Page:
\$\begingroup\$ Efficiency is also important, but most of my changes are about making the code easier to read, which is hugely valuable in the real world. The easier it is to read and understand your code, the easier it is to identify bugs, or to add new features to it. The best way to get better at writing code that's easy to read is to ask for reviews from other people, exactly like you did! \$\endgroup\$
    – Samwise
    Commented Mar 26, 2020 at 19:36
  • 3
    \$\begingroup\$ I think the alphabet version is better since it's more flexible. Once the encryption goes beyond [a-z] your suggestion is harder to update. \$\endgroup\$ Commented Mar 27, 2020 at 12:38
  • 1
    \$\begingroup\$ Maybe! I feel like they teach you in school to make everything as "flexible" as possible, and for a long time I approached coding that way, but it's not necessarily always the right approach. I decided several years ago to fully embrace the principle of YAGNI and have no regrets. It's always easier to start simple and add complexity when needed than to start complex in the hope you'll have less work to do later. \$\endgroup\$
    – Samwise
    Commented Mar 27, 2020 at 14:26

I think it's a nice project. I would say that the main things for you to work on is getting further acquainted with Python's standard library and with standard practices, which is what most of my advice will be surrounding.

Minor improvements

For your alphabet, you could use ascii_lowercase from string, i.e.:

from string import ascii_lowercase
alphabet = [character for character in ascii_lowercase]

Unless I'm misreading, your function position() looks like an attempt at recreating list.index(value) (or in your case source.index(tofind)).

"Unneeded" variables can sometimes make sense if they improve readability, but your function:

def converttolist(text):
    size = len(text)
    l = []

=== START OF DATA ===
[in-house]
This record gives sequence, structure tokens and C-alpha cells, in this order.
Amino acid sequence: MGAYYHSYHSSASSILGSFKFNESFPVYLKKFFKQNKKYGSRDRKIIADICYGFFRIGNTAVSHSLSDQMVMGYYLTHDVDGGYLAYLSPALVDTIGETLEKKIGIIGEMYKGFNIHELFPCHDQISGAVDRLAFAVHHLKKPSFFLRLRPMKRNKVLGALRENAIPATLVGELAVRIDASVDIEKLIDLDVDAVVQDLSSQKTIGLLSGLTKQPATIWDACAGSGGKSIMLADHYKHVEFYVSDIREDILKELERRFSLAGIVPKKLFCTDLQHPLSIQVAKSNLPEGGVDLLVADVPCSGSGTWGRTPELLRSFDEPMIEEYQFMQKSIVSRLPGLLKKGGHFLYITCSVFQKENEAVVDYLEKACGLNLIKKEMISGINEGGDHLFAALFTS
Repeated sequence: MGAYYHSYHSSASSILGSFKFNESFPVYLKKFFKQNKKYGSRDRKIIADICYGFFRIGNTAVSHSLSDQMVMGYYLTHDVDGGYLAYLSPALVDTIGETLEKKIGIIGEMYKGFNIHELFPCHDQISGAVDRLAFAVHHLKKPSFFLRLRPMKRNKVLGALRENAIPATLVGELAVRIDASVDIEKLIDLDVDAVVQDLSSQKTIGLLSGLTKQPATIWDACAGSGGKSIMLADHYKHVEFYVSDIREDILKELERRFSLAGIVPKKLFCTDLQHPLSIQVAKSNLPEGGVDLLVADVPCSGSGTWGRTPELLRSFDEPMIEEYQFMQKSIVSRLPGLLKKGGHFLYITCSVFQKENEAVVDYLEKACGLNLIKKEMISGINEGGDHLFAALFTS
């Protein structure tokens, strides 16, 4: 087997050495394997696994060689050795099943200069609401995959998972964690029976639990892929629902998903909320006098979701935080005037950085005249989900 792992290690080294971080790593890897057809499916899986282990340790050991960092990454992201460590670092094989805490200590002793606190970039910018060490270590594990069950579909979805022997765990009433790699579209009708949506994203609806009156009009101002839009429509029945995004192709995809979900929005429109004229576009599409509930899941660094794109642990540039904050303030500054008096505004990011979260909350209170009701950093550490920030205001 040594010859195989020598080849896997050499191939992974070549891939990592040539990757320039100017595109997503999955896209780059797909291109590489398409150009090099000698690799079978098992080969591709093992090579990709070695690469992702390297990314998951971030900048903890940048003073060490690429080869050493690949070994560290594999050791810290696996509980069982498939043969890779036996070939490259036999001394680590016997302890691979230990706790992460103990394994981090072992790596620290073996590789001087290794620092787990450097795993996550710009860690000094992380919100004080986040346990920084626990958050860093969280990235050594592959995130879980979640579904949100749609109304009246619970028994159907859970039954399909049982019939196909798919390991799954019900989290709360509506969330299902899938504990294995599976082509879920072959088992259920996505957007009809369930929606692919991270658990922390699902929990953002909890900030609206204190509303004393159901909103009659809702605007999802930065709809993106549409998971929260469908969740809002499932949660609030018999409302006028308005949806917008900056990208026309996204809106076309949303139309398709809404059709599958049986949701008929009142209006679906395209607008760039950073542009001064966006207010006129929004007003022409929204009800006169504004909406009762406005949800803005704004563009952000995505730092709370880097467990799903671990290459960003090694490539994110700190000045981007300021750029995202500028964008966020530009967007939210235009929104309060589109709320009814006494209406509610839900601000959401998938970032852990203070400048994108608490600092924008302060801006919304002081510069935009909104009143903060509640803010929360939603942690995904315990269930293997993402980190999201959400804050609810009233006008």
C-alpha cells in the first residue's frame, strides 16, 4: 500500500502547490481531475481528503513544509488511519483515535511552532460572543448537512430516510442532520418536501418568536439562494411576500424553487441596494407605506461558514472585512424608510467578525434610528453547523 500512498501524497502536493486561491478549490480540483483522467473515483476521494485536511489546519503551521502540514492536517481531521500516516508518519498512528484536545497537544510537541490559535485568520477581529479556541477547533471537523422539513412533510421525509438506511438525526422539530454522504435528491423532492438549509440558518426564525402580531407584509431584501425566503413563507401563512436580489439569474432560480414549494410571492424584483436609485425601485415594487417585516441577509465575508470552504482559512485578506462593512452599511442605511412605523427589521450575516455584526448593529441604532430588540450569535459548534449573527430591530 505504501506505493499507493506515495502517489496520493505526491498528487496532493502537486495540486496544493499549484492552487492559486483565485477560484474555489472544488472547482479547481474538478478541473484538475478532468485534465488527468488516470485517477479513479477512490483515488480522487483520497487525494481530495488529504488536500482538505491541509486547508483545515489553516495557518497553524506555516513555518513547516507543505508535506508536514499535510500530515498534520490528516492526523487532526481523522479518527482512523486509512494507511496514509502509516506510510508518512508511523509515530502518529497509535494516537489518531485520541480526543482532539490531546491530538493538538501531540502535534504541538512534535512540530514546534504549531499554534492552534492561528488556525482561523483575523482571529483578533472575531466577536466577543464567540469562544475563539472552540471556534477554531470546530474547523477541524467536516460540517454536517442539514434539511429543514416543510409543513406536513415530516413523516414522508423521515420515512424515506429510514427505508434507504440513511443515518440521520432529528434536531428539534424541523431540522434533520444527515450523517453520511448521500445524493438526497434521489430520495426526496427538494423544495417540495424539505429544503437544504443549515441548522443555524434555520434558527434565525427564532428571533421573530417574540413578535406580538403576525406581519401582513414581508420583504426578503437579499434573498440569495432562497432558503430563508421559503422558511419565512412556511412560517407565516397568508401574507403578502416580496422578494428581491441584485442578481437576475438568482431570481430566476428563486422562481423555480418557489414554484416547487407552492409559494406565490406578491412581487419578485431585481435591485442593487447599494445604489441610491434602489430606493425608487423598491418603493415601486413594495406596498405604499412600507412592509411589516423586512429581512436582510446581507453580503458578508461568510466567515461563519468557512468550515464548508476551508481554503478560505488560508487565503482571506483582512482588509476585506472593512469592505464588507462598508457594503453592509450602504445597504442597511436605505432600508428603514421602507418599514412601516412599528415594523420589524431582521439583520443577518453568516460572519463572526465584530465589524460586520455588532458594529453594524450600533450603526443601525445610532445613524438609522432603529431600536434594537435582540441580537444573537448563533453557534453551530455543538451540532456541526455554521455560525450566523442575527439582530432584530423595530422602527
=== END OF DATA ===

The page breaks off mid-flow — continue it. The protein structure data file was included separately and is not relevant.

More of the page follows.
for i in range(0,size,1):
    return l

would be just as readable if written as:

def converttolist(text):
    l = []
    for i in range(0,len(text),1):
    return l

and while we're on that particular function, I would strongly recommend having a look at list comprehension---it's both faster and cleaner. Your function would then become:

def convert_to_list(text: str) -> list:
    return [text[i] for i in range(len(txt)]

but I should add that, for cases like this, even better is to just use in-line built-ins like str.split() or [character for character in text].

You don't need to write str(input(<whatever>)) since input already returns a string.

The function range() defaults to step-size 1, so writing range(start, end, 1) is unnecessary.

I would also recommend using a main function for your main loop. You could move all of the stuff in the bottom into a if __name__ == "__main__":, which also would allow you to load in this python script into other programs.


Remember that Readability counts. The standard in python is to use snake_case for variable names, but more importantly ensure that your names make the variables' purpose clear; avoid names like x and sizea.


A warning

As a toy this is fine, but please do not use it (or encourage others to use it) for real cryptographic application. It is fun as an exercise, but will not be sufficiently strong to protect you against certain common attacks.

Strings as sequences

In Python, a string is a sequence of one-character strings. So you don't need to represent it as a list of strings, because for your purposes that's what a string already is:

alphabets = 'abcdefghijklmnopqrstuvwxyz'

That said, you can replace the entire thing with string.ascii_lowercase:

from string import ascii_lowercase
alphabets = ascii_lowercase


This whole function can be replaced with:



We aren't in C/Java, so this:

if (z>26):

does not need parentheses.

Magic numbers

Do not hard-code 26 here:

z = z % 26

Instead, use len(alphabets). Also, use in-place modulus:

z %= len(alphabets)
  • 1
    \$\begingroup\$ Thank you for the accept, but it might be a little hasty! I suggest that you wait for a day or so to see what other advice you get. \$\endgroup\$
    – Reinderien
    Commented Mar 26, 2020 at 17:54
  • \$\begingroup\$ Thanks a lot, a query though, the point that you made 'don't hard-code 26' was for flexibility, right? Because if I upgrade the program someday to include more characters such as periods or commas, then I won't have to change the number 26 every time. Got it, thanks again \$\endgroup\$ Commented Mar 26, 2020 at 17:55
  • 2
    \$\begingroup\$ That's right. Generally, avoiding magic number is more maintainable. \$\endgroup\$
    – Reinderien
    Commented Mar 26, 2020 at 18:08
  • \$\begingroup\$ Why do you recommend in-place operators? \$\endgroup\$
    – Schmuddi
    Commented Mar 27, 2020 at 15:01
  • 1
    \$\begingroup\$ It's shorter and simpler. \$\endgroup\$
    – Reinderien
    Commented Mar 27, 2020 at 15:07

Your Answer

By clicking “Post Your Answer”, you agree to our terms of service and acknowledge you have read our privacy policy.

Not the answer you're looking for? Browse other questions tagged or ask your own question.